So, here’s our revised list of nine free Google tools you should consider. You’ll know many, no doubt use a few, but, in this industry, there’s always something new to try.
1. Tag Manager
Google Tag Manager eliminates code-editing tasks for your website. It lets you set up event tracking to help you track most important interactions/clicks visitors do on your site. It can be tracking downloads from your site, outbound links, newsletter submissions as well as contact form submissions. All that without having to ask your developer’s support. You will need to open your tag manager account, create a Container and add your Google Analytics so those tags are recorded as events in your Google Analytics.
Webmaster Tools gives your site a regular service; when signed in you’ll be able to see the top search queries and top clicked queries for your pages in Google’s index. The top search queries will show you the top 20 queries in which your site appeared, and the percentage of the top 20 queries represented by each search.
Find out if your site has a manual penalty, identify crawling issues and broken links, see how many pages are indexed, download links, test your robots.txt file or structured data, and plenty more, all for free. It’s a peek into how Google regards elements of your site.
Google Places for Business can be used to make your local listings easier to find online. Businesses can use their Google account to sign in to the app and start creating listings. It allows you to engage with other local businesses, post news and so on.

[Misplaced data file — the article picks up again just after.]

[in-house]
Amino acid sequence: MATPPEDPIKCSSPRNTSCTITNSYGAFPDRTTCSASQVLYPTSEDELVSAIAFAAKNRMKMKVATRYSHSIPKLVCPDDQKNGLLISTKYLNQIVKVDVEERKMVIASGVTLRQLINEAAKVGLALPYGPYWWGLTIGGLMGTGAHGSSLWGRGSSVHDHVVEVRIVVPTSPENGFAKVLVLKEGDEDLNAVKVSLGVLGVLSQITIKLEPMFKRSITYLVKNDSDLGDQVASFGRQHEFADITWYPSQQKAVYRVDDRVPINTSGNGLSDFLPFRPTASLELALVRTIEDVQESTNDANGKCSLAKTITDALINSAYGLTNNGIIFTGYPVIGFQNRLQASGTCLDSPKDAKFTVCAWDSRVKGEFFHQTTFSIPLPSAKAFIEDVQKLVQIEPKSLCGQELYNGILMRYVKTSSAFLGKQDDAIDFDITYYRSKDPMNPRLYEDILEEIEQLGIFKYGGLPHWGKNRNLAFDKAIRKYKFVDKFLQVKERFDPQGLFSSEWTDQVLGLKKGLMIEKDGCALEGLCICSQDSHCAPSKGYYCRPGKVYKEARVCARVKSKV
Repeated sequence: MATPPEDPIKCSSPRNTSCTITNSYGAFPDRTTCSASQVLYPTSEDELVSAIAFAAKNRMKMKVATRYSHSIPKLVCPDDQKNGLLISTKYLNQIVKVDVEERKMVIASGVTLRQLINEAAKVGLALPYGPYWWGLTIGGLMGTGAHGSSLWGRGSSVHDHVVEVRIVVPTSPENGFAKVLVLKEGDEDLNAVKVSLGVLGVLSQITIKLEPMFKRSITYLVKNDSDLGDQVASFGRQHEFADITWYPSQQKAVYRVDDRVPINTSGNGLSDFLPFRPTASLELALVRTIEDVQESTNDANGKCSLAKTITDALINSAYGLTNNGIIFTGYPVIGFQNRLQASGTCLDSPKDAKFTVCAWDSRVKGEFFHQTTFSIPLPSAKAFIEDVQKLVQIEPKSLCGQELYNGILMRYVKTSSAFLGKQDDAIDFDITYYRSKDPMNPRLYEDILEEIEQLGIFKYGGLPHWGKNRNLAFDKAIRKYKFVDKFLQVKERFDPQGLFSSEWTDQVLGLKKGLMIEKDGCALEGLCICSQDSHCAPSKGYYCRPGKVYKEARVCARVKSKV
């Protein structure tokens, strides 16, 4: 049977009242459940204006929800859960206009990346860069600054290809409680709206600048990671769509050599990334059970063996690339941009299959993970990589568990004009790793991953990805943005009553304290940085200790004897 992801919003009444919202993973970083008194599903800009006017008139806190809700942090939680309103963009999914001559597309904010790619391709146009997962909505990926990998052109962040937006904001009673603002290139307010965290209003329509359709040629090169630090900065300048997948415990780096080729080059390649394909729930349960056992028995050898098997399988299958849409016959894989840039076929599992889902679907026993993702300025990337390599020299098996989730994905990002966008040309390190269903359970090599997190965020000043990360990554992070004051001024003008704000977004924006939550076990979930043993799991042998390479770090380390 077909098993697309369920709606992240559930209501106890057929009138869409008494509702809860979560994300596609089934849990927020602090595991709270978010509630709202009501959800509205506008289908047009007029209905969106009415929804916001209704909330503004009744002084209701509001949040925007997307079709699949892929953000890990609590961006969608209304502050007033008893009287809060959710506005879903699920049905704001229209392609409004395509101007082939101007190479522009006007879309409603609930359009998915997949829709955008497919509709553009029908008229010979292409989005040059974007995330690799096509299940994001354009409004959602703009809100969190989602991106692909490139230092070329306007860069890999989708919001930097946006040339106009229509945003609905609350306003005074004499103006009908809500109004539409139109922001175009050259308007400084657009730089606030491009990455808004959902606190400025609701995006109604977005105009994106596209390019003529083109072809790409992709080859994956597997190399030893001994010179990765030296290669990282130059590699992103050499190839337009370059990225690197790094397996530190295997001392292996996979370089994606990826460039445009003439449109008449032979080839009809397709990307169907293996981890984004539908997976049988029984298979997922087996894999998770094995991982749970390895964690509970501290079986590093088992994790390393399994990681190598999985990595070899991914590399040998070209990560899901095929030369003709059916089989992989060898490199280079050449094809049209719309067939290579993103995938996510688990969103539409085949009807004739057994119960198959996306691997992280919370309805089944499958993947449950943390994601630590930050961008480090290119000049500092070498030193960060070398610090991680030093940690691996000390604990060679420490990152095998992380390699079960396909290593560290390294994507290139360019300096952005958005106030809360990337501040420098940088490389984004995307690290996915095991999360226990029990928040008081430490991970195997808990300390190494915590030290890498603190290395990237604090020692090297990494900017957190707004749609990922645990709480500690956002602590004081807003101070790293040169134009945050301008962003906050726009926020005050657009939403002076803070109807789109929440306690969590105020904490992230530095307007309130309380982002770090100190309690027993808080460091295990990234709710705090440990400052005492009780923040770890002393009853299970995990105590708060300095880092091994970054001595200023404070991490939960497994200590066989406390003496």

PageSpeed Insights analyses the content of a web page, then generates suggestions to make that page faster. Google’s PageSpeed Tools includes a PageSpeed Insights browser extension for Chrome and Firefox (as an extension to Firebug), and an in-browser version that offers even further detail. Either option will give you some actionable data to get your site up to speed.
Content Experiments is part of Google Analytics and ties in with the goals you have created in Google Analytics, and lets you show several different variations of a page to users. This means you can test layouts, headlines, content, colours and more to find the optimum layout.
Using Google Alerts is a good tool for monitoring brand mentions and latest news on topics of your choice filtered by location, medium, language and geography. You can set up alerts on your business, on keywords relevant to your industry, alerts on your top clients, influential people in your industry as well as keep an eye on competition.
Google Trends is still a great tool for comparing traffic for different search terms, including historic, geographic and related terms (in Google’s mind) data. Understanding if a term is a rising or falling element of your topic’s vocabulary is valuable for creating enticing content, and available for free!
It feels that the new Planner is much more PPC focussed than the Keyword Tool it superseded, and the suggested keywords are often so broad to be useless. However, there are ways to still use the Keyword Planner to get keyword volumes and is a superb place to start.
Google Analytics 4 is an evolving tool, though there is increasing competition from alternatives such as Clicky, Open Web Analytics, WebTrends, Omniture and more.
So, that’s it – nine tools you can use for free from Google. While Google’s attitude to digital marketers is increasingly questioned, there’s still plenty we can do with these free pieces of kit.
What are your favourite tools from Google? And what interesting uses do you make of them? Have we missed out a real gem? Let us know in the comments!